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Morning Sun
  • EDITORIAL: Remember education debate as politics ramp up

  • These days, politics has become just as much about celebrity as it is about the issues. With the paparazzi-like attention devoted to the national political process, it’s hard to separate what is rhetoric from aides and supporters from what is the true position of the candidate.

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  • These days, politics has become just as much about celebrity as it is about the issues. With the paparazzi-like attention devoted to the national political process, it’s hard to separate what is rhetoric from aides and supporters from what is the true position of the candidate.
    With a celebrity-like entourage of highly paid “spin doctors” or “message consultants,” depending on one’s ideology, the message itself is often blurred past the point of recognition.
    Even the debates in which major politicians meet up are so finely polished and presented that debate on the merits of policies and positions rarely happen.
    Therefore, when mistakes happen — such as Texas Gov. Rick Perry’s forgetfulness about the third government agency he would cut — it stands out even more.
    So when leaders from the Kansas Policy Institute and USD 250 joined to debate topics of education finance, test scores and more, it was somewhat refreshing.
    Dave Trabert, president of the Kansas Policy Institute, did not have to come down to Pittsburg. He didn’t have to defend an advertisement in The Morning Sun that has drawn the ire of both public education officials and supporters. Trabert especially didn’t have to take on a debate in which he was on his opponent’s home turf.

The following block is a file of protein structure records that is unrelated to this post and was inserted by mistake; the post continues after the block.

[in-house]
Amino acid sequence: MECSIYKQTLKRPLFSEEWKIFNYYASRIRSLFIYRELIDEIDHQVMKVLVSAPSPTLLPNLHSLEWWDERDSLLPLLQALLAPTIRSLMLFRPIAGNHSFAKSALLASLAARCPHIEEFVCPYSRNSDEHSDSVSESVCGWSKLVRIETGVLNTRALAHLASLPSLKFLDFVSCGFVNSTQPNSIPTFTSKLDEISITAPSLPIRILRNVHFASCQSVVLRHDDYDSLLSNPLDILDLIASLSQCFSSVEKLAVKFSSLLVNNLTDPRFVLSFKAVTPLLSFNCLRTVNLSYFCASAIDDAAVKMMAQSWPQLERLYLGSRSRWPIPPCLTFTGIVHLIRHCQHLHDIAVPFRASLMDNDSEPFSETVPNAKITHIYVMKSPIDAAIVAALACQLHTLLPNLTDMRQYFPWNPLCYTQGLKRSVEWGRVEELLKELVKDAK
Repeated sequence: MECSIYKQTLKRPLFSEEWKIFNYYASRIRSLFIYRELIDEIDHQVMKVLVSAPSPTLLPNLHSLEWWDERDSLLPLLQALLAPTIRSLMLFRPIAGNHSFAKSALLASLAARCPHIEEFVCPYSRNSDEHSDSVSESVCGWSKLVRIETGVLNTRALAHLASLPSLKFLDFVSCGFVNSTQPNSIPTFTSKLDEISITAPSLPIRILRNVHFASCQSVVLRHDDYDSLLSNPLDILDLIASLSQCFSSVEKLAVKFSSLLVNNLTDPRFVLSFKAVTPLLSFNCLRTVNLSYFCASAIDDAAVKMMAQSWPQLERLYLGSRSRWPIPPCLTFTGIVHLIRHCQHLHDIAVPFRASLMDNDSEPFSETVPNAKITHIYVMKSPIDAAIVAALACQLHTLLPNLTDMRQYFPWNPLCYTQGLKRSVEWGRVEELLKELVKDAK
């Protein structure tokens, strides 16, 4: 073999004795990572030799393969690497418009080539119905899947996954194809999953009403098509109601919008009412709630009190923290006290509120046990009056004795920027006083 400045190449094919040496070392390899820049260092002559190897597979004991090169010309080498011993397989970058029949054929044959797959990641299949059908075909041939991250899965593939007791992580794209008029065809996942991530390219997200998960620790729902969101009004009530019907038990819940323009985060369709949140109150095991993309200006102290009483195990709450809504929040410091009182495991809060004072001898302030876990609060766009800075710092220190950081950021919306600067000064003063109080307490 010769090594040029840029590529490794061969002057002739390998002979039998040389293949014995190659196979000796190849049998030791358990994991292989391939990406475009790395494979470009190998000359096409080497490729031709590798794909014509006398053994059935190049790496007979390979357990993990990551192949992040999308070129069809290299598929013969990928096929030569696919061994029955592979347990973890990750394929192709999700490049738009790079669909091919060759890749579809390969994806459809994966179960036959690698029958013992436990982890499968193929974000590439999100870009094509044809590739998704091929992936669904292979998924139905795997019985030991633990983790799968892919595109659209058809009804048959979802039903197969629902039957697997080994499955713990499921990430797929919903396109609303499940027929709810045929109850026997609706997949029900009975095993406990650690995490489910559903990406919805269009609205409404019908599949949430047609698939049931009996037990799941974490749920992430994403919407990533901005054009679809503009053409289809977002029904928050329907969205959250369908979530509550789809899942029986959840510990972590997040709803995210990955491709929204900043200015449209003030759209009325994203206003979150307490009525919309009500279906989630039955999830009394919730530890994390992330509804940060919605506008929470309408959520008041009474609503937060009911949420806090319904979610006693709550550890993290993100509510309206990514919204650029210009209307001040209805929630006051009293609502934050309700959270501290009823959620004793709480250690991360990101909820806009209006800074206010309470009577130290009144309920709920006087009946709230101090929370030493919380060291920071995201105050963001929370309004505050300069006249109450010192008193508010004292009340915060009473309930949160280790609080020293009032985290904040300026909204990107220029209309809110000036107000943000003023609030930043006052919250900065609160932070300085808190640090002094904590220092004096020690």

Destry Brown, USD 250 superintendent, didn’t have to invite Trabert to a debate, let alone speak at all. He could have just let the furor over the ad die down. He didn’t have to give this person he disagreed with a microphone and an audience.
    But instead, both men were brave enough to meet, in a public setting, to make their voices heard. We won’t declare a winner, because just by having the debate, both organizations won. Both sides care about education and how it is funded, taught and assessed.
    This debate wasn’t about celebrity and it wasn’t about perfection. But it was a simple, direct conversation about one particular issue — education. It was a “red meat” debate in a world where similar debates rarely happen. It was a throwback to the Lincoln-Douglas debates of more than 150 years ago.
    Perhaps the secret lied in the fact that neither man was particularly running for elected office, although that is unlikely. This sort of naked, but respectful, discourse is rare in the modern arena, although it shouldn’t be.
    Come this fall (or even this summer), it will be hard to see the policies through the fog of spin, hard to find positions through the veil of celebrity, and hard to discover the truth behind the “truthiness.” We will soon fall back into the realm of politics as a game, as a science, as a war.
    Which is why it will be important to remember debates such as Thursday’s later this year. It was just two people, in front of the public, talking about the issues. This was, at its core, a pure debate. This was, on a small scale, what politics once was on a grand scale.
    Page 2 of 2 - This debate should be an example for what we need this fall, on a national, state and local scale. The higher up one goes, the less likely it is to see genuine policy debates of this sort, with each side matching statistics and examples, descriptions and stories.
    While Thursday’s debate wasn’t necessarily a political event, it was a perfect example of what politics can and should be. Remember this event and ask for more like it on every level this fall.
    — The Morning Sun

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